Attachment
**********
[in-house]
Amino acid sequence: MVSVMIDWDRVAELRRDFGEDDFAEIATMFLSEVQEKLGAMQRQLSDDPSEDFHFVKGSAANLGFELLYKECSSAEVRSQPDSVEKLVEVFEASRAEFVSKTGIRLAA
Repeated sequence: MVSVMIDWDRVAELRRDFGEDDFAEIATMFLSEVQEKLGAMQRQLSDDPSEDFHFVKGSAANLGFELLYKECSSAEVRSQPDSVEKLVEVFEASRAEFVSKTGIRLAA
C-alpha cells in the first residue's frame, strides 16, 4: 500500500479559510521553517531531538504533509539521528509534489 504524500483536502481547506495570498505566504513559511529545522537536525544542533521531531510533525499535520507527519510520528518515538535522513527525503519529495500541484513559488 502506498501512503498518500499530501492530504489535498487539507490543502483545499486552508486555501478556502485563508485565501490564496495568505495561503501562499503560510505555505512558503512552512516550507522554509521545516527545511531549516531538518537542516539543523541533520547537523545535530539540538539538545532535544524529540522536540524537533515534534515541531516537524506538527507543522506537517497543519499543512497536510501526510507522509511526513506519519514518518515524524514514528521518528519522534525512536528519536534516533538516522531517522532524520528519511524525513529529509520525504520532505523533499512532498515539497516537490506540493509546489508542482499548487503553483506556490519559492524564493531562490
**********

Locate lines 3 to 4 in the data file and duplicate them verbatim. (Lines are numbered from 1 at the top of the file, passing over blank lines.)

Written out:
Repeated sequence: MVSVMIDWDRVAELRRDFGEDDFAEIATMFLSEVQEKLGAMQRQLSDDPSEDFHFVKGSAANLGFELLYKECSSAEVRSQPDSVEKLVEVFEASRAEFVSKTGIRLAA
C-alpha cells in the first residue's frame, strides 16, 4: 500500500479559510521553517531531538504533509539521528509534489 504524500483536502481547506495570498505566504513559511529545522537536525544542533521531531510533525499535520507527519510520528518515538535522513527525503519529495500541484513559488 502506498501512503498518500499530501492530504489535498487539507490543502483545499486552508486555501478556502485563508485565501490564496495568505495561503501562499503560510505555505512558503512552512516550507522554509521545516527545511531549516531538518537542516539543523541533520547537523545535530539540538539538545532535544524529540522536540524537533515534534515541531516537524506538527507543522506537517497543519499543512497536510501526510507522509511526513506519519514518518515524524514514528521518528519522534525512536528519536534516533538516522531517522532524520528519511524525513529529509520525504520532505523533499512532498515539497516537490506540493509546489508542482499548487503553483506556490519559492524564493531562490